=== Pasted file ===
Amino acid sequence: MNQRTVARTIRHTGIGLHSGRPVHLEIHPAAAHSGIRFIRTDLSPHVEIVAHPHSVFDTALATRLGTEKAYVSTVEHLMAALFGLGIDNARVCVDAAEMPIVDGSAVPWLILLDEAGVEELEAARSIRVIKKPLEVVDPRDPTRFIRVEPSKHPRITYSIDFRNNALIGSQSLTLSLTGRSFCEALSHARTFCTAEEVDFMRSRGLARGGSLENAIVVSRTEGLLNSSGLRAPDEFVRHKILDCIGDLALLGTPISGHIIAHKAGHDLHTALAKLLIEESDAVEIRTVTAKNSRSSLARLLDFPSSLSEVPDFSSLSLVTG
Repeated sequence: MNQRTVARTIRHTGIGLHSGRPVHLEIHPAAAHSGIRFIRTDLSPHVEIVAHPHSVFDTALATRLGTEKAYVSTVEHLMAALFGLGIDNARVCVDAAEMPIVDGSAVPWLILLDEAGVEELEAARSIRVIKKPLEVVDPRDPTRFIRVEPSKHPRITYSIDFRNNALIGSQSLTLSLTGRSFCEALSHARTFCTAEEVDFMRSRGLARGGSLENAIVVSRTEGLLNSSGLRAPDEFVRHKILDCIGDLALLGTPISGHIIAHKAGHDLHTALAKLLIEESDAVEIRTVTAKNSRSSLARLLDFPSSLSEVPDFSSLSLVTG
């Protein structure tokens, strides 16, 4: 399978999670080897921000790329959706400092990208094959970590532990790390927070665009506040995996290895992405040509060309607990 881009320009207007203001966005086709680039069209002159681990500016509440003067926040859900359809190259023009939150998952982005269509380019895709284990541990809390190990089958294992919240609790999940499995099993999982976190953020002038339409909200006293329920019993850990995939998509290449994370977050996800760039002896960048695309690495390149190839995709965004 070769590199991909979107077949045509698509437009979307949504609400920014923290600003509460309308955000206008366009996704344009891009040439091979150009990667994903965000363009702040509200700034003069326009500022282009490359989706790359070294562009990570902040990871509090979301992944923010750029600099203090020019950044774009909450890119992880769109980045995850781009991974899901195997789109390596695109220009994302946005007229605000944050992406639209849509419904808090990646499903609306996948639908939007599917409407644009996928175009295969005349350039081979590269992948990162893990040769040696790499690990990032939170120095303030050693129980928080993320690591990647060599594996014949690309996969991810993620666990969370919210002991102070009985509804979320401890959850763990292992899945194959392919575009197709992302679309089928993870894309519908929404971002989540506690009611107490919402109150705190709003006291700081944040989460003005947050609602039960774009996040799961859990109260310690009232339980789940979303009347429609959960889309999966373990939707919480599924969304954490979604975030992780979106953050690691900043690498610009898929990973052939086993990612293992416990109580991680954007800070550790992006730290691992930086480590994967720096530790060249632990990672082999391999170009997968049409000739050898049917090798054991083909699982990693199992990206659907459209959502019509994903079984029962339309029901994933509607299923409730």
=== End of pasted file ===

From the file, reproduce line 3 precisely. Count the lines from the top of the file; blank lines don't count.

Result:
């Protein structure tokens, strides 16, 4: 399978999670080897921000790329959706400092990208094959970590532990790390927070665009506040995996290895992405040509060309607990 881009320009207007203001966005086709680039069209002159681990500016509440003067926040859900359809190259023009939150998952982005269509380019895709284990541990809390190990089958294992919240609790999940499995099993999982976190953020002038339409909200006293329920019993850990995939998509290449994370977050996800760039002896960048695309690495390149190839995709965004 070769590199991909979107077949045509698509437009979307949504609400920014923290600003509460309308955000206008366009996704344009891009040439091979150009990667994903965000363009702040509200700034003069326009500022282009490359989706790359070294562009990570902040990871509090979301992944923010750029600099203090020019950044774009909450890119992880769109980045995850781009991974899901195997789109390596695109220009994302946005007229605000944050992406639209849509419904808090990646499903609306996948639908939007599917409407644009996928175009295969005349350039081979590269992948990162893990040769040696790499690990990032939170120095303030050693129980928080993320690591990647060599594996014949690309996969991810993620666990969370919210002991102070009985509804979320401890959850763990292992899945194959392919575009197709992302679309089928993870894309519908929404971002989540506690009611107490919402109150705190709003006291700081944040989460003005947050609602039960774009996040799961859990109260310690009232339980789940979303009347429609959960889309999966373990939707919480599924969304954490979604975030992780979106953050690691900043690498610009898929990973052939086993990612293992416990109580991680954007800070550790992006730290691992930086480590994967720096530790060249632990990672082999391999170009997968049409000739050898049917090798054991083909699982990693199992990206659907459209959502019509994903079984029962339309029901994933509607299923409730």